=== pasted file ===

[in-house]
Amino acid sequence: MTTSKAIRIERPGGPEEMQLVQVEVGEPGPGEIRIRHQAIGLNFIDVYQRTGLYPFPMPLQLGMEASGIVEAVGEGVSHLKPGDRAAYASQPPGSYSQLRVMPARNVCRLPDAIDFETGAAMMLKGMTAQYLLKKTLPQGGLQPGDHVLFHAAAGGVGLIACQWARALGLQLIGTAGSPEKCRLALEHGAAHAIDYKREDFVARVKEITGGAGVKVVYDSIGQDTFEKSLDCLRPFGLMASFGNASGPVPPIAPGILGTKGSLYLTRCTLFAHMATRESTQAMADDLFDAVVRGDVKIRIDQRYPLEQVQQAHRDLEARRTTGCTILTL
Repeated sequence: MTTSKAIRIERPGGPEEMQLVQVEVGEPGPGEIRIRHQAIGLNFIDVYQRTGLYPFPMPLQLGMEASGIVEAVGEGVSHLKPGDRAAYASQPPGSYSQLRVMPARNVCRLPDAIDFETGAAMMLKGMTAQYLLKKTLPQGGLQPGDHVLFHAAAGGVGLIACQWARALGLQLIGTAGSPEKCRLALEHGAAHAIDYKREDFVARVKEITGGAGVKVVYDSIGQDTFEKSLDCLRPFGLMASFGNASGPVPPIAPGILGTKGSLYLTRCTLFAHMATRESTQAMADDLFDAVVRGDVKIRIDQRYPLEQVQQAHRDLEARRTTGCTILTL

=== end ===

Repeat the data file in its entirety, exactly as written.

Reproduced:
[in-house]
Amino acid sequence: MTTSKAIRIERPGGPEEMQLVQVEVGEPGPGEIRIRHQAIGLNFIDVYQRTGLYPFPMPLQLGMEASGIVEAVGEGVSHLKPGDRAAYASQPPGSYSQLRVMPARNVCRLPDAIDFETGAAMMLKGMTAQYLLKKTLPQGGLQPGDHVLFHAAAGGVGLIACQWARALGLQLIGTAGSPEKCRLALEHGAAHAIDYKREDFVARVKEITGGAGVKVVYDSIGQDTFEKSLDCLRPFGLMASFGNASGPVPPIAPGILGTKGSLYLTRCTLFAHMATRESTQAMADDLFDAVVRGDVKIRIDQRYPLEQVQQAHRDLEARRTTGCTILTL
Repeated sequence: MTTSKAIRIERPGGPEEMQLVQVEVGEPGPGEIRIRHQAIGLNFIDVYQRTGLYPFPMPLQLGMEASGIVEAVGEGVSHLKPGDRAAYASQPPGSYSQLRVMPARNVCRLPDAIDFETGAAMMLKGMTAQYLLKKTLPQGGLQPGDHVLFHAAAGGVGLIACQWARALGLQLIGTAGSPEKCRLALEHGAAHAIDYKREDFVARVKEITGGAGVKVVYDSIGQDTFEKSLDCLRPFGLMASFGNASGPVPPIAPGILGTKGSLYLTRCTLFAHMATRESTQAMADDLFDAVVRGDVKIRIDQRYPLEQVQQAHRDLEARRTTGCTILTL